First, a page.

WHEN Wexford native, Sr Carmel Kehoe moved to West Clare over three decades ago, it wasn’t so much a new departure, as another stopping-off point along the road less travelled. A member of the Community of the Sisters of St John of God, Carmel has always taken an independent approach to her work. As someone who is passionate about art, writing and all things creative, she also developed the habit of documenting her extraordinary life and has just published a memoir. Much of the book deals with Carmel’s life and times in Clare, where she is well known and much loved for her teaching and community activities.
Carmel’s busy life has seen her work in hospital chaplaincy, teaching, and has even involved a short, but successful, stint as a jockey. “That was as part of a fundraiser for people in religious life,” Carmel recalled. “I was asked to get involved and, even though I had never won anything in my life, I won a race in Norwich.”
The location of that win was particularly significant, at that time, for the young nun. She had been working as a hospital chaplain in Cork, but had been let go from the position. In a characteristically compassionate move, Carmel had given her bed to the mother of gravely ill patient, so that the woman could stay close to her daughter. “My superior didn’t approve and my chaplaincy ended,” Carmel said. “I was writing to the chaplaincy board to ask them to reinstate me when someone gave me a prayer from Julian of Norwich, ‘All Will Be Well’. It was such a coincidence that I won that race in Norwich and I was reinstated to chaplaincy.”
Describing herself as “a free spirit”, the New Ross native never doubted her vocation, but she did find life in a congregated setting a struggle. “Life in a community just wasn’t for me, even though the sisters were great women. I always wanted to live in an ordinary house. At the time, that just wasn’t the norm. But then, I saw Jim Connolly from Rural Resettlement on the television and I persuaded my superior to let me get involved and I moved to Kilbaha.”
After three years working with Rural Resettlement, Carmel returned to teaching. Over the course of 13 years, she worked in with children in Barefield, Crusheen, Ruan and further afield. “I had had a serious car accident in 1989 and I was out for a year. I got a permanent job then in Scropul National School close to Mullagh. I was teaching nine children which was ideal. After that, I was in Quin and through outreach worked with Clooney and Dangan schools too. Producing a book of children’s creative writing at Dangan was one of my greatest joys.”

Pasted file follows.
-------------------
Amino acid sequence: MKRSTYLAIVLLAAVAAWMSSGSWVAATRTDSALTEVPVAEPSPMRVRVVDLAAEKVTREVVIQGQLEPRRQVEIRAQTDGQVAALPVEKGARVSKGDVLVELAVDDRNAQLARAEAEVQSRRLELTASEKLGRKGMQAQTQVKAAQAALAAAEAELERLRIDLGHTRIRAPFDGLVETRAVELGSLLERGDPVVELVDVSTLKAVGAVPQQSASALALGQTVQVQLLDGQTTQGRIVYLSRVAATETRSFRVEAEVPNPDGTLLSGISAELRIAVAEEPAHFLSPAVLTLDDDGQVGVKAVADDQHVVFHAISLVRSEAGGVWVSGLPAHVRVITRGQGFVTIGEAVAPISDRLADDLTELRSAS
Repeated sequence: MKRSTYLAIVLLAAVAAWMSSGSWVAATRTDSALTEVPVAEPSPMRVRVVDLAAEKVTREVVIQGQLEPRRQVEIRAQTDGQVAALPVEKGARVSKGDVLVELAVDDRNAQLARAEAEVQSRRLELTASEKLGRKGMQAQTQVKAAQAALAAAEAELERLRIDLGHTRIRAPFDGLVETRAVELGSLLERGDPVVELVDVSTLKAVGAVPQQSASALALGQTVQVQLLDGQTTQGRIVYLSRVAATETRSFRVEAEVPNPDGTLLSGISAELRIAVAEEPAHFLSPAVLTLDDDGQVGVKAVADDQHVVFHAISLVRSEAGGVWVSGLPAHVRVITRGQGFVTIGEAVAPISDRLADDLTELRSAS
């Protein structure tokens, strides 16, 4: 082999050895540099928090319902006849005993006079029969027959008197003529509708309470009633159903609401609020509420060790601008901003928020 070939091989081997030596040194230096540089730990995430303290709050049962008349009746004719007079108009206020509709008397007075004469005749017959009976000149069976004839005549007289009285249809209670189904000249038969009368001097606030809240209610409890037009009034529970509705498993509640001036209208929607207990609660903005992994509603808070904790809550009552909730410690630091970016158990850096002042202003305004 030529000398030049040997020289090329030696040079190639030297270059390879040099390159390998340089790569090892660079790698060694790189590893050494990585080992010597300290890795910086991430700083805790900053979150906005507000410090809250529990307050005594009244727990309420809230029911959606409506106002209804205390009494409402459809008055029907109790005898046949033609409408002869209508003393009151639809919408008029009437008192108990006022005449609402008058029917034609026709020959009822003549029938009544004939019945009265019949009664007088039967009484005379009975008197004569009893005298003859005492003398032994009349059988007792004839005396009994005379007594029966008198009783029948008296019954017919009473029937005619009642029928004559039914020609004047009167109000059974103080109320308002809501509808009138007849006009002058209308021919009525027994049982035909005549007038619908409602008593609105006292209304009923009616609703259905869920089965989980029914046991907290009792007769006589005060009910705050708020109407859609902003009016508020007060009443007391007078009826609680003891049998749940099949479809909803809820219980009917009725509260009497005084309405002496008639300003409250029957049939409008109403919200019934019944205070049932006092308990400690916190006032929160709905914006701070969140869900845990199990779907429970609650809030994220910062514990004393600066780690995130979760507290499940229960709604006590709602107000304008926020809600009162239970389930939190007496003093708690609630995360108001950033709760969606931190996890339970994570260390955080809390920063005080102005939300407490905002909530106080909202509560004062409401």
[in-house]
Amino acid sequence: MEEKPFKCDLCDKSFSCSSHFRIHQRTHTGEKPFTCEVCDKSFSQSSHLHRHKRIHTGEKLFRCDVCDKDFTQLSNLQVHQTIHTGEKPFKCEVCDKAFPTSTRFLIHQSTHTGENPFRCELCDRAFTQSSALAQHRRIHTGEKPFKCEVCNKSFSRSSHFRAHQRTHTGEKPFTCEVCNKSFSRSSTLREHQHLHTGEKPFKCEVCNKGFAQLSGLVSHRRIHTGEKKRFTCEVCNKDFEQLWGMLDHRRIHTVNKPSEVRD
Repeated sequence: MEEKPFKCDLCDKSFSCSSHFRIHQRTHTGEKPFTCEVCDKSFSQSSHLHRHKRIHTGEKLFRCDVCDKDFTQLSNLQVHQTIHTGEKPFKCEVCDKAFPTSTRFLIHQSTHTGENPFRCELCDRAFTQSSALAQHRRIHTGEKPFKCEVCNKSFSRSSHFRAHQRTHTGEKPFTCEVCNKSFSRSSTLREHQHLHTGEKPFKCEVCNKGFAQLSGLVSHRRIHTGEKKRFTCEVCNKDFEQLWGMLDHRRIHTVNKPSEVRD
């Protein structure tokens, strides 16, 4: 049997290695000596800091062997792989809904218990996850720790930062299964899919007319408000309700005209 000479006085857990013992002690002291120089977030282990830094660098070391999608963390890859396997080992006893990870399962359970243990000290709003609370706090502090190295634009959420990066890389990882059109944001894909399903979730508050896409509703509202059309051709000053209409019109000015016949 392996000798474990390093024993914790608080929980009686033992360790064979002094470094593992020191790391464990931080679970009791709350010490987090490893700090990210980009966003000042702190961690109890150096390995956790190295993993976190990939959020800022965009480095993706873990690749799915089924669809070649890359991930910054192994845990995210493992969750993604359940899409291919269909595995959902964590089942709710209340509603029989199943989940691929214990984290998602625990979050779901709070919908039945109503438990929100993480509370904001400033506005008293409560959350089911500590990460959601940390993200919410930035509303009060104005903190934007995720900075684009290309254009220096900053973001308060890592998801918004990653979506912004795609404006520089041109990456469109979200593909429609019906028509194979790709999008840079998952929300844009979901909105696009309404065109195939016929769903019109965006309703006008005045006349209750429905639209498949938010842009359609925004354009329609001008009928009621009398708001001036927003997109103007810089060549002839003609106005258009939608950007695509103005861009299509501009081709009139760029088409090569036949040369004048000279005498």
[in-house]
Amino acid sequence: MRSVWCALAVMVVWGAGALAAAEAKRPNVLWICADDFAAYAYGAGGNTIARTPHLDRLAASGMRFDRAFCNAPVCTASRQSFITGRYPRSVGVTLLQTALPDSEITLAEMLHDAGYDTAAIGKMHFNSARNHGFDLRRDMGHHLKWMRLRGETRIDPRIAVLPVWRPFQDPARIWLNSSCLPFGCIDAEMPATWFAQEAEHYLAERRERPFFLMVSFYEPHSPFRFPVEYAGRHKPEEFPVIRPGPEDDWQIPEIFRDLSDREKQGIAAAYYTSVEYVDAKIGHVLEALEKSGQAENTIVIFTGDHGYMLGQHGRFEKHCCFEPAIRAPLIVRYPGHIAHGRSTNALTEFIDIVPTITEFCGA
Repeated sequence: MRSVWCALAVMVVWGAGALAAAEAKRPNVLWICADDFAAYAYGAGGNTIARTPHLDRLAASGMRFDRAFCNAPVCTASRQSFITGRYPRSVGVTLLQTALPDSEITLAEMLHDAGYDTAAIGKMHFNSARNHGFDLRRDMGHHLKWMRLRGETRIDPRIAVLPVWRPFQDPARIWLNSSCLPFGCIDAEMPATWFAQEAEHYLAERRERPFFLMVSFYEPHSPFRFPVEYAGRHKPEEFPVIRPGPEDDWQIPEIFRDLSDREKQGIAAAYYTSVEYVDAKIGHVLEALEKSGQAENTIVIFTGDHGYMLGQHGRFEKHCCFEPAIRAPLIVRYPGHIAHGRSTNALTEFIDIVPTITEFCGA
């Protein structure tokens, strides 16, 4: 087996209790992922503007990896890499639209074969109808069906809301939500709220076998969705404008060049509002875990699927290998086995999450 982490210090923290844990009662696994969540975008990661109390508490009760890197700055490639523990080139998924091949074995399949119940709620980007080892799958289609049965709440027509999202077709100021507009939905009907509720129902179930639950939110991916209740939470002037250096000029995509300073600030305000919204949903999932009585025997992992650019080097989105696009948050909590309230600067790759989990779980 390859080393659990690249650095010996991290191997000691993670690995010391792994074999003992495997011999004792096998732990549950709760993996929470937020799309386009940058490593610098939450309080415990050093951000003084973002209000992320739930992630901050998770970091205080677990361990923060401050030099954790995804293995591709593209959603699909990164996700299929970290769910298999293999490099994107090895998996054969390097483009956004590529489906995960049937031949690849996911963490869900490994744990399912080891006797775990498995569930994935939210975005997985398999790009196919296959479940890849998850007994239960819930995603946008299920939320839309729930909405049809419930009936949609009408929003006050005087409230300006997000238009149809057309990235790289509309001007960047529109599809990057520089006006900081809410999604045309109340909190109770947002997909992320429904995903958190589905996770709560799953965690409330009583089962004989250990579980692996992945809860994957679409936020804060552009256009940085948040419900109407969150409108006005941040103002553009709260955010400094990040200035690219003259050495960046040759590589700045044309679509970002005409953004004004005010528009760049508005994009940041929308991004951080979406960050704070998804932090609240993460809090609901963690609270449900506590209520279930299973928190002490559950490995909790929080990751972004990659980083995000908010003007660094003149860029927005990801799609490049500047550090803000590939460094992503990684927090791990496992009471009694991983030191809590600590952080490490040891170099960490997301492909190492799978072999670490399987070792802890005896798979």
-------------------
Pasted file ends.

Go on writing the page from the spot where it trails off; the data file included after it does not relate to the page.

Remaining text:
Carmel also realised her dream of having her own home when she secured a council house at Waterpark View. Over the course of 19 years, she opened her doors to neighbours and friends. “I was very attached to the people there. There were some Traveller children locally who came to visit regularly. There were three homes for people struggling with mental health issues and they would come and talk to me and I was very close to them.”
Finding time to write is something that Carmel has always managed to do. “I’ve written about things that move me and people I’ve met like my dear friend Ambrose O’Mahony. He was a Franciscan from Cork and a great painter. Before he passed away he had Alzheimer’s. His work is beautiful and I arranged for it to be donated to hospitals including Cahercalla, where there are 32 paintings and the day centre, where there are another 19.”
A love for the creative arts came from Carmel’s mother, Ciss. “She could have been another Van Gough if she’d gotten the opportunity. I don’t say that lightly. She won a scholarship to an art college in London when she was in her teens, but it just wasn’t the done thing for a young girl to leave home like that, so she didn’t get to take up the opportunity.” Carmel’s father gave her a love of horses. “He was always buying and selling horses. He had a kind heart, but he was what might be described as a ‘respectable gambler’. He wasn’t coming home drunk, but that didn’t mean that there wasn’t a problem. It was just less noticeable.”
Carmel now lives in Cuan an Chláir in Ennis where Pauline McNamara and Mary O’Sullivan look after residents. “Fr Tom Hogan offered me a place at Cuan. Pauline and Mary are wonderful and believe that nothing is too good for older people. They have the biggest hearts.”
With the support of John Bradley of Clare Roots Society, Carmel’s book, entitled Memoirs, will soon be available in shops around the county. “John has been amazing. I’d give most of copies of the book away and would never have thought of putting them in the shops.”
Deeply personal, moving and uplifting Memoirs is chronicle of a life well lived.
“The book is who I am. I suppose you could say I’ve had a kind of unusual life.”
Memoirs. Singing the Song of Life, Prose and Poetry with Patches of Colour by Sr Carmel Kehoe is available in local book shops from this week.